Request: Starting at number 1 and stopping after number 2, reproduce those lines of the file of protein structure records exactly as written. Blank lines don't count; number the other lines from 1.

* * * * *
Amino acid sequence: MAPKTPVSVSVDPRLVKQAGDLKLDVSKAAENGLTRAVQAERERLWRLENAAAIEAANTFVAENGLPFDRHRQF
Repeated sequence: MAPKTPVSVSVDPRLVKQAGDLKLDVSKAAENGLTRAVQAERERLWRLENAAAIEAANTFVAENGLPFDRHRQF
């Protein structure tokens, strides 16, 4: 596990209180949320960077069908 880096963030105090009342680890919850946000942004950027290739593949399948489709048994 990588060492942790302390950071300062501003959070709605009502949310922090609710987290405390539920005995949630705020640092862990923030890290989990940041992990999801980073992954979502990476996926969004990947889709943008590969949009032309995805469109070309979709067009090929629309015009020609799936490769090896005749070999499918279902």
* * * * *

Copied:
Amino acid sequence: MAPKTPVSVSVDPRLVKQAGDLKLDVSKAAENGLTRAVQAERERLWRLENAAAIEAANTFVAENGLPFDRHRQF
Repeated sequence: MAPKTPVSVSVDPRLVKQAGDLKLDVSKAAENGLTRAVQAERERLWRLENAAAIEAANTFVAENGLPFDRHRQF